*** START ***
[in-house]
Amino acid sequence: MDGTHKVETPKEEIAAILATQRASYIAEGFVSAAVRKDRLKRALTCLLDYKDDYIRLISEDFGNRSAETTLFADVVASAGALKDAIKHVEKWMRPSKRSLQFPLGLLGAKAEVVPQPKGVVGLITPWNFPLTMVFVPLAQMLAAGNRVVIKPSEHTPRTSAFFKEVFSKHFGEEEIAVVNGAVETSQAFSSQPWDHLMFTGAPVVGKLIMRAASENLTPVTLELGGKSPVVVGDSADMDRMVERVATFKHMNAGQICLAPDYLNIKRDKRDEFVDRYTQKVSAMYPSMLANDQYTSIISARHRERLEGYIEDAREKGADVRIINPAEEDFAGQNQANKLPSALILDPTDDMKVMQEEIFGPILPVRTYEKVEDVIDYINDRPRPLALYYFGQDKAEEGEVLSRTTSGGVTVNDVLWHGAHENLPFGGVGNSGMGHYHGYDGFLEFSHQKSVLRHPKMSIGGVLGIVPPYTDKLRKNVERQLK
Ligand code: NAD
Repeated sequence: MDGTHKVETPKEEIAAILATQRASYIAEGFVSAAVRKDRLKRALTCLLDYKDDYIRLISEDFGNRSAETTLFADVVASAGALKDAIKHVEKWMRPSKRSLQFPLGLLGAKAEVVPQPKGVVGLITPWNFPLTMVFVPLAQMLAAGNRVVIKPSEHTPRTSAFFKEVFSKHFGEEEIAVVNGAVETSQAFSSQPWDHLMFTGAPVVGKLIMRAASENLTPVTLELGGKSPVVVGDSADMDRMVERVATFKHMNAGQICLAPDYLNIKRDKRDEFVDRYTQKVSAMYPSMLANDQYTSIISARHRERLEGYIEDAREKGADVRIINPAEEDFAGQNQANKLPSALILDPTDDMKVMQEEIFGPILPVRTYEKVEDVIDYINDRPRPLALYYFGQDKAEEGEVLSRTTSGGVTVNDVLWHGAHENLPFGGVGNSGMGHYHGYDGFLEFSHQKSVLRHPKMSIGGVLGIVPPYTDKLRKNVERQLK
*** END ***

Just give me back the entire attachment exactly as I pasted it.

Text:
[in-house]
Amino acid sequence: MDGTHKVETPKEEIAAILATQRASYIAEGFVSAAVRKDRLKRALTCLLDYKDDYIRLISEDFGNRSAETTLFADVVASAGALKDAIKHVEKWMRPSKRSLQFPLGLLGAKAEVVPQPKGVVGLITPWNFPLTMVFVPLAQMLAAGNRVVIKPSEHTPRTSAFFKEVFSKHFGEEEIAVVNGAVETSQAFSSQPWDHLMFTGAPVVGKLIMRAASENLTPVTLELGGKSPVVVGDSADMDRMVERVATFKHMNAGQICLAPDYLNIKRDKRDEFVDRYTQKVSAMYPSMLANDQYTSIISARHRERLEGYIEDAREKGADVRIINPAEEDFAGQNQANKLPSALILDPTDDMKVMQEEIFGPILPVRTYEKVEDVIDYINDRPRPLALYYFGQDKAEEGEVLSRTTSGGVTVNDVLWHGAHENLPFGGVGNSGMGHYHGYDGFLEFSHQKSVLRHPKMSIGGVLGIVPPYTDKLRKNVERQLK
Ligand code: NAD
Repeated sequence: MDGTHKVETPKEEIAAILATQRASYIAEGFVSAAVRKDRLKRALTCLLDYKDDYIRLISEDFGNRSAETTLFADVVASAGALKDAIKHVEKWMRPSKRSLQFPLGLLGAKAEVVPQPKGVVGLITPWNFPLTMVFVPLAQMLAAGNRVVIKPSEHTPRTSAFFKEVFSKHFGEEEIAVVNGAVETSQAFSSQPWDHLMFTGAPVVGKLIMRAASENLTPVTLELGGKSPVVVGDSADMDRMVERVATFKHMNAGQICLAPDYLNIKRDKRDEFVDRYTQKVSAMYPSMLANDQYTSIISARHRERLEGYIEDAREKGADVRIINPAEEDFAGQNQANKLPSALILDPTDDMKVMQEEIFGPILPVRTYEKVEDVIDYINDRPRPLALYYFGQDKAEEGEVLSRTTSGGVTVNDVLWHGAHENLPFGGVGNSGMGHYHGYDGFLEFSHQKSVLRHPKMSIGGVLGIVPPYTDKLRKNVERQLK